Rights of Accused.
Rights of Accused
Dr. S.G. Harb
POL 110 – U.S. Government
Rights of Accused.
Criteria # 1
On Merriam-Webster Dictionary, Due Process is defined as a judicial requirement stating that enacted laws may not contain provisions that result in the unfair, arbitrary, or unreasonable treatment of an individual. In all its complexity due process just simply means the rights of any citizen to certain procedural actions prior to the denial of their civil liberties. Due Process will only permit an accused person time to go through the court proceeding, hoping to prove his or her innocence and/or guilt. Due Process will also give the individuals who have been accused of a crime the right to a fair and public trial, the right to be at the trial, the right to an impartial jury, and the right to be heard. (Due Process . (2012). By Peter Strauss.). The Constitution has always requires that when governments dispossess people of life or liberty or their property, there must be minimal processes for appealing the government's decision. Not "fair", just reasonable and brief, and uniformly applied. Due Process use substantive to prevent legislatures from enacting laws that drew lines, with respect to an individual’s freedom that the Court considered arbitrary. There are also two types of Due Process. The first type of due process is the Procedural due process, which mentions the actual fair process of legal proceedings. This means that parts of the process of enforcing the law must be done according to certain written laws that are fair and clear. The Second type of due process is the Substantive due process, which refers to the actual content of the laws themselves. For example, if the substance of the law itself is judged to be unconstitutional, then substantive due process has been violated. (Due Process . (2012). By Peter Strauss.) Due Process is older than...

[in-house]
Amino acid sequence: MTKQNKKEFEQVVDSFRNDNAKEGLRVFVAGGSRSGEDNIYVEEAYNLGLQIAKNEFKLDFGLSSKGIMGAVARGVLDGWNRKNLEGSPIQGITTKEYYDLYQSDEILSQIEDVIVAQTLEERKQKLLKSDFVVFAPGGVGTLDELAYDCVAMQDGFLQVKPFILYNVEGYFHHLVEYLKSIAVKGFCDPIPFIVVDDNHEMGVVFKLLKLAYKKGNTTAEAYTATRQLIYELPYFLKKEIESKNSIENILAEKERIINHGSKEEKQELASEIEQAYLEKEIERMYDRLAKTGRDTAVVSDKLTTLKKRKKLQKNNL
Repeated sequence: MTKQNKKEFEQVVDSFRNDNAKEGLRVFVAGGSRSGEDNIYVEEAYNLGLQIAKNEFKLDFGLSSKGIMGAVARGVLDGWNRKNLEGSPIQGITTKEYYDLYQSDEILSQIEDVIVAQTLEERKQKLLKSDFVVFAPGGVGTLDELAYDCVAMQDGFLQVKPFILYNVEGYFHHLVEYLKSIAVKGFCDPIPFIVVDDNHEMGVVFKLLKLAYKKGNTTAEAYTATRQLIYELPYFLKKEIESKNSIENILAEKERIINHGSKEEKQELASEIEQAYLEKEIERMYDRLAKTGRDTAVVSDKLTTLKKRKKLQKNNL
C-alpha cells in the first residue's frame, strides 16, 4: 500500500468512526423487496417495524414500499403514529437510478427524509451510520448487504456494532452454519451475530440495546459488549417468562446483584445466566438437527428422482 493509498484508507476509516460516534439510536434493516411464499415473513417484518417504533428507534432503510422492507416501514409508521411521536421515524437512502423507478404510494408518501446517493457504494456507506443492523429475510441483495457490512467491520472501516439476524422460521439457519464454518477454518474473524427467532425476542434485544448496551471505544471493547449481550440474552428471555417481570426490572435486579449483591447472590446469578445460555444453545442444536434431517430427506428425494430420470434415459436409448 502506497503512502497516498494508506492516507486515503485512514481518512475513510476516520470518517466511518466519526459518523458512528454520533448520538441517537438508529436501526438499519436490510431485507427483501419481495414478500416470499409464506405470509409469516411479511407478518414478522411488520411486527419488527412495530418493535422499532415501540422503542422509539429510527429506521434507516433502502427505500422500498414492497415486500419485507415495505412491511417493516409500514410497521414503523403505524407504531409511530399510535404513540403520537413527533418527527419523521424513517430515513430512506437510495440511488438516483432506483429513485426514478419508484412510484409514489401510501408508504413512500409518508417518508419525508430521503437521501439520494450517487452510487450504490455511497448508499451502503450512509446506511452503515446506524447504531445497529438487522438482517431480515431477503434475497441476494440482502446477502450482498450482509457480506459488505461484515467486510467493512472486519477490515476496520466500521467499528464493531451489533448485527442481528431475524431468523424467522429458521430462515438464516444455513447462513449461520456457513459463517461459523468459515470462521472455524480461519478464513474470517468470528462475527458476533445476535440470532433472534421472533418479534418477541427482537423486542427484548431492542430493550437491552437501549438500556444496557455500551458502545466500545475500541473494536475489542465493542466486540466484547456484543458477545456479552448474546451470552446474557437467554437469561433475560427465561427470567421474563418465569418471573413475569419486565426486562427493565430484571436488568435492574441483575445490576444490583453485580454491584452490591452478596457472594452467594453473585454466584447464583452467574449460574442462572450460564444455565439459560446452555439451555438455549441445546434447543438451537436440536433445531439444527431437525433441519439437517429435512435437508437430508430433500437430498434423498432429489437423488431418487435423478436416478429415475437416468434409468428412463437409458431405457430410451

References: Due Process . (2012). By Peter Strauss. http://www.law.cornell.edu/wex/due_process.
The Bill of Rights: Due Process. (2012) By: The Future of Freedom Foundation (FFF). http://www.fff.org/freedom/fd0411a.asp
Rights of the Accused. (June 2008). http://www.america.gov/st/democracyhr-english/2008/June/20080630231256eaifas0.3084683.html
Rights of the Accused. (2008). http://thisnation.com/textbook/billofrights-accused.html
Jacob G. Hornberger. (2005). The Bill of Rights: The Rights of the Accused. http://www.fff.org/freedom/fd0502a.asp
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